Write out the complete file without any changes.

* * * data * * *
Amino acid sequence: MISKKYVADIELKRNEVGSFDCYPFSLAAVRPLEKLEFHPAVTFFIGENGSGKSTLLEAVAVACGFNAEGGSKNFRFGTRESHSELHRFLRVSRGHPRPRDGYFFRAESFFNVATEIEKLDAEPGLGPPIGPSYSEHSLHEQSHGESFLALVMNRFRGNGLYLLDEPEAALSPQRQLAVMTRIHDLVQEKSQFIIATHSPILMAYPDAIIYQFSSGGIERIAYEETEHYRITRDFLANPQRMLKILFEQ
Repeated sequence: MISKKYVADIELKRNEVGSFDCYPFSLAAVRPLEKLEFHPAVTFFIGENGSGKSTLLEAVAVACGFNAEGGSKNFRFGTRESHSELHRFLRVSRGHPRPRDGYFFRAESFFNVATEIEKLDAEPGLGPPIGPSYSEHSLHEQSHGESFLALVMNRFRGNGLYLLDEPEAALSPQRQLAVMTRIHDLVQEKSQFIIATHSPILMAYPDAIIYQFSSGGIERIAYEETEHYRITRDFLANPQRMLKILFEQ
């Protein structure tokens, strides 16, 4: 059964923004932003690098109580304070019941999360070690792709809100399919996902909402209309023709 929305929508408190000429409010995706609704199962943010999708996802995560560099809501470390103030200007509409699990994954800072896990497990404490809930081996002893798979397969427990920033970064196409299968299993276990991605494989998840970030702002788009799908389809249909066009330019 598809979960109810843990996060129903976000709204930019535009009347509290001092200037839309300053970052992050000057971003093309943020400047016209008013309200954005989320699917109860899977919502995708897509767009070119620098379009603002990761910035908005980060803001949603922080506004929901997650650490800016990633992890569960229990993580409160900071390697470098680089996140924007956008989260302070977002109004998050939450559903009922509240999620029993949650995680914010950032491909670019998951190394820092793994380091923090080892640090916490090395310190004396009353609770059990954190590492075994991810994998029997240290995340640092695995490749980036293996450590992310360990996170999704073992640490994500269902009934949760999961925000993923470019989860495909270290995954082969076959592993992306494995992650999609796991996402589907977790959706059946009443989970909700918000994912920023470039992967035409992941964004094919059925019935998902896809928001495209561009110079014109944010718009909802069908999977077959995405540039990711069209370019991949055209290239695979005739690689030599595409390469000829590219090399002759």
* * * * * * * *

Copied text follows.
Amino acid sequence: MISKKYVADIELKRNEVGSFDCYPFSLAAVRPLEKLEFHPAVTFFIGENGSGKSTLLEAVAVACGFNAEGGSKNFRFGTRESHSELHRFLRVSRGHPRPRDGYFFRAESFFNVATEIEKLDAEPGLGPPIGPSYSEHSLHEQSHGESFLALVMNRFRGNGLYLLDEPEAALSPQRQLAVMTRIHDLVQEKSQFIIATHSPILMAYPDAIIYQFSSGGIERIAYEETEHYRITRDFLANPQRMLKILFEQ
Repeated sequence: MISKKYVADIELKRNEVGSFDCYPFSLAAVRPLEKLEFHPAVTFFIGENGSGKSTLLEAVAVACGFNAEGGSKNFRFGTRESHSELHRFLRVSRGHPRPRDGYFFRAESFFNVATEIEKLDAEPGLGPPIGPSYSEHSLHEQSHGESFLALVMNRFRGNGLYLLDEPEAALSPQRQLAVMTRIHDLVQEKSQFIIATHSPILMAYPDAIIYQFSSGGIERIAYEETEHYRITRDFLANPQRMLKILFEQ
């Protein structure tokens, strides 16, 4: 059964923004932003690098109580304070019941999360070690792709809100399919996902909402209309023709 929305929508408190000429409010995706609704199962943010999708996802995560560099809501470390103030200007509409699990994954800072896990497990404490809930081996002893798979397969427990920033970064196409299968299993276990991605494989998840970030702002788009799908389809249909066009330019 598809979960109810843990996060129903976000709204930019535009009347509290001092200037839309300053970052992050000057971003093309943020400047016209008013309200954005989320699917109860899977919502995708897509767009070119620098379009603002990761910035908005980060803001949603922080506004929901997650650490800016990633992890569960229990993580409160900071390697470098680089996140924007956008989260302070977002109004998050939450559903009922509240999620029993949650995680914010950032491909670019998951190394820092793994380091923090080892640090916490090395310190004396009353609770059990954190590492075994991810994998029997240290995340640092695995490749980036293996450590992310360990996170999704073992640490994500269902009934949760999961925000993923470019989860495909270290995954082969076959592993992306494995992650999609796991996402589907977790959706059946009443989970909700918000994912920023470039992967035409992941964004094919059925019935998902896809928001495209561009110079014109944010718009909802069908999977077959995405540039990711069209370019991949055209290239695979005739690689030599595409390469000829590219090399002759």